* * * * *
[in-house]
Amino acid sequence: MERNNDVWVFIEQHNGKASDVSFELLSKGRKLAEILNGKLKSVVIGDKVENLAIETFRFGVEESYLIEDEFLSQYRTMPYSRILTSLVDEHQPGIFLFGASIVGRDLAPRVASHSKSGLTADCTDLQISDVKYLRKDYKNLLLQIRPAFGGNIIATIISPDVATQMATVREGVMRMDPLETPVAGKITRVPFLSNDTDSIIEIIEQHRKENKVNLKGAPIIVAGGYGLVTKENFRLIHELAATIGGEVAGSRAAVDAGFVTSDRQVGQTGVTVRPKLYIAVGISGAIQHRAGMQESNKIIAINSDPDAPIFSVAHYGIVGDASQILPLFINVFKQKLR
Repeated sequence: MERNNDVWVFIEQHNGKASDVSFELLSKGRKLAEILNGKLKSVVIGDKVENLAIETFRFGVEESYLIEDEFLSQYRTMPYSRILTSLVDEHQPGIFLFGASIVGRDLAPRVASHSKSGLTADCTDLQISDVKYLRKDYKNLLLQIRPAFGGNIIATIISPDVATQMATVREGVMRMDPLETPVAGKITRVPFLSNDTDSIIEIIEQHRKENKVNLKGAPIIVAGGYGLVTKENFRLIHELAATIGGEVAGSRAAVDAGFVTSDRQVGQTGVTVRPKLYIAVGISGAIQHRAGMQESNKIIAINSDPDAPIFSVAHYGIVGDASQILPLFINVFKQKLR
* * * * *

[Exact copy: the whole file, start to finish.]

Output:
[in-house]
Amino acid sequence: MERNNDVWVFIEQHNGKASDVSFELLSKGRKLAEILNGKLKSVVIGDKVENLAIETFRFGVEESYLIEDEFLSQYRTMPYSRILTSLVDEHQPGIFLFGASIVGRDLAPRVASHSKSGLTADCTDLQISDVKYLRKDYKNLLLQIRPAFGGNIIATIISPDVATQMATVREGVMRMDPLETPVAGKITRVPFLSNDTDSIIEIIEQHRKENKVNLKGAPIIVAGGYGLVTKENFRLIHELAATIGGEVAGSRAAVDAGFVTSDRQVGQTGVTVRPKLYIAVGISGAIQHRAGMQESNKIIAINSDPDAPIFSVAHYGIVGDASQILPLFINVFKQKLR
Repeated sequence: MERNNDVWVFIEQHNGKASDVSFELLSKGRKLAEILNGKLKSVVIGDKVENLAIETFRFGVEESYLIEDEFLSQYRTMPYSRILTSLVDEHQPGIFLFGASIVGRDLAPRVASHSKSGLTADCTDLQISDVKYLRKDYKNLLLQIRPAFGGNIIATIISPDVATQMATVREGVMRMDPLETPVAGKITRVPFLSNDTDSIIEIIEQHRKENKVNLKGAPIIVAGGYGLVTKENFRLIHELAATIGGEVAGSRAAVDAGFVTSDRQVGQTGVTVRPKLYIAVGISGAIQHRAGMQESNKIIAINSDPDAPIFSVAHYGIVGDASQILPLFINVFKQKLR